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The Power of Flight

Take a moment and walk with me down Memory Lane to my years of being a kid and then a missionary in Panama. Hear the roar of the Cessna 185 as the sound bounces off the low cliff of the small river that runs by the missionaries’ houses. The damp air is buffeted by the growl as the loaded plane takes off for the city with cargo or passengers. 

Or go to the school where the students’ heads jerk up at the sound of the prop biting the air as the plane takes off for one of the locations where missionaries are working with a people group ... and are waiting for their supply flight with fresh vegetables, meat and letters from home.

 Now step into the present and listen to the whine of the helicopter’s turbine as it slowly rises from the ground, turns and heads to one of those locations high in the mountains which could take days to walk to. Or watch that pilot as he gently picks up a load of building materials in the sling load.

Or note that an emergency call has come in, and the Kodiak airplane is prepped for the medical evacuation (medevac) to Australia.

 All of those examples above are possible because of an incredible team known as Ethnos360 Aviation. I very much wish you could have the privilege of visiting their “home office” out in McNeal, Arizona.

Stretching out in the valley between low mountains sits the 640 acres of Ethnos360 Aviation. Desert would be the only description for the landscape — but not like the Sahara. The tumbleweeds, the cactus, the low shrubs filled with thorns, the dust devils, the azure sky, the cold nights — out in the middle of very little civilization throbs the life of Ethnos360 Aviation.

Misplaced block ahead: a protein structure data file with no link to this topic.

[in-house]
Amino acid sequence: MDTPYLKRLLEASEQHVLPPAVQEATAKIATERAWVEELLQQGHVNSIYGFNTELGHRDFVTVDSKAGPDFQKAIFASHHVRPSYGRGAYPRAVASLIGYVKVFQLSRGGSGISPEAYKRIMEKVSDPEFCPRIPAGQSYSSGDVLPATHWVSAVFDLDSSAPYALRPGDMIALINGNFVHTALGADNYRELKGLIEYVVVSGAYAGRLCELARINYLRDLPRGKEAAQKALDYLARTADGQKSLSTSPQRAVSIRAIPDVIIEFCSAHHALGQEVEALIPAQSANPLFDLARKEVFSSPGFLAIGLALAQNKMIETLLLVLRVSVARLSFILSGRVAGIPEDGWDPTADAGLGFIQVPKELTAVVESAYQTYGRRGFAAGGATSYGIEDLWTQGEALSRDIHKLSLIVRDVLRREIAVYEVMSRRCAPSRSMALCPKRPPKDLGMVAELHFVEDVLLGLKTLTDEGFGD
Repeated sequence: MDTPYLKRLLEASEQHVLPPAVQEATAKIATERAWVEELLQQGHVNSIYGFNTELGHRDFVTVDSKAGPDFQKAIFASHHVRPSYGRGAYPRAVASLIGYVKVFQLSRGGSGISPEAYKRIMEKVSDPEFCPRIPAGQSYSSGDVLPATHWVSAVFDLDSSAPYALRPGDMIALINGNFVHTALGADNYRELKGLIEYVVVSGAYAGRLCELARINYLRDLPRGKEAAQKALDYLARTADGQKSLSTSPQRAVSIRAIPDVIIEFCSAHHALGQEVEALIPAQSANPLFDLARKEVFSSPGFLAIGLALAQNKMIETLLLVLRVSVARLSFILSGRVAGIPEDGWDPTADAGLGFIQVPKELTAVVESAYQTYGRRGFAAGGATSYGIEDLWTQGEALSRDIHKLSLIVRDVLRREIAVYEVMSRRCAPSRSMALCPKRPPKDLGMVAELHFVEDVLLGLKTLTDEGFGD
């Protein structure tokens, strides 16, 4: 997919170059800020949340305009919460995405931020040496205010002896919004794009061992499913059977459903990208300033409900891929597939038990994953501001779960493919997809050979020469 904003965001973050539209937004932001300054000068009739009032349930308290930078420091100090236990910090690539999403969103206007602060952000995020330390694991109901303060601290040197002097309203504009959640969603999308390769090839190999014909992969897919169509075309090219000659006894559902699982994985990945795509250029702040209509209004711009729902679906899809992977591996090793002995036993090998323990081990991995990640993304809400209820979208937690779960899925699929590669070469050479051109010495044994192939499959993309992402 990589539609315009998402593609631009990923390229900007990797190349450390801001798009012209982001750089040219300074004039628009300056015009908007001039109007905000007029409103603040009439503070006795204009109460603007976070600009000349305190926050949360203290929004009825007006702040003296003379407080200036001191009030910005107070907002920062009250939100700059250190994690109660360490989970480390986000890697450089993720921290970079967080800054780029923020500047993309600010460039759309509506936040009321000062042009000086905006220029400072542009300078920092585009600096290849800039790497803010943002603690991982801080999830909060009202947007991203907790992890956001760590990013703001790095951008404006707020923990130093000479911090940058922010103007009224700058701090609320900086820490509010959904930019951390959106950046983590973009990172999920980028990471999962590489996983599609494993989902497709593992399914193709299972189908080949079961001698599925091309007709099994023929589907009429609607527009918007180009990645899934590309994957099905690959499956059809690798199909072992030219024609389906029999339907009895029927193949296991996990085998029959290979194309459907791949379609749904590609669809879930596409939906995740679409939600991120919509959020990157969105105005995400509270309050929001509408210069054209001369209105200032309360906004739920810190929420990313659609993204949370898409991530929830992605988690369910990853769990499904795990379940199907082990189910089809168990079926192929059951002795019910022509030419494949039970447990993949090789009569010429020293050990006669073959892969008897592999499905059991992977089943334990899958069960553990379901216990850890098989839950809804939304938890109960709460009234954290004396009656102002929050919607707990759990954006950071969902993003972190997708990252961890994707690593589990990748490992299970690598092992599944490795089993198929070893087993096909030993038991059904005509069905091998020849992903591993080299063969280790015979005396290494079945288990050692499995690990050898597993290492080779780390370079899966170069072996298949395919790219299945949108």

The Purpose

It was to this extraordinary location in Arizona that I made the trek earlier this year. I wanted to find out what made those aviators keep flying, what drove them to their peak of effectiveness, what made them keep going. And as I wandered around the grounds, my mouth kept dropping open in amazement.

You all have heard the saying from way back, “If God meant man to fly, He would have given him wings.” Those wings are Ethnos360 Aviation — every place I looked showed how God had provided: the land, the buildings, the aircraft, and the incredibly skilled pilots, maintenance technicians and administrative people.

Phil Koop, the executive director of Ethnos360 Aviation, was more than willing to share the mission and the purpose of Ethnos360 Aviation. He told me, “Our mission is to advance the spread of the gospel through aviation to see a thriving church for every people. As part of Ethnos360, our core purpose is to assist the church planting ministries of Ethnos360 and the other Global Partners to achieve the goal of ‘a thriving church for every people.’”

How do they do that? He continued, “Our vision is to provide church planters with aviation service that is safe, reliable, affordable and professional. We also provide the right aircraft to meet the ministry needs. For that reason, we have twice as many helicopters as we do airplanes. Many of our native missionaries serve in very rugged places, and they don’t have the funds to build or maintain a runway. So, our helicopters are a perfect fit for their ministry.”



Let’s look at those adjectives — safe, reliable, affordable, professional — that describe the flight service that missionaries receive around the world.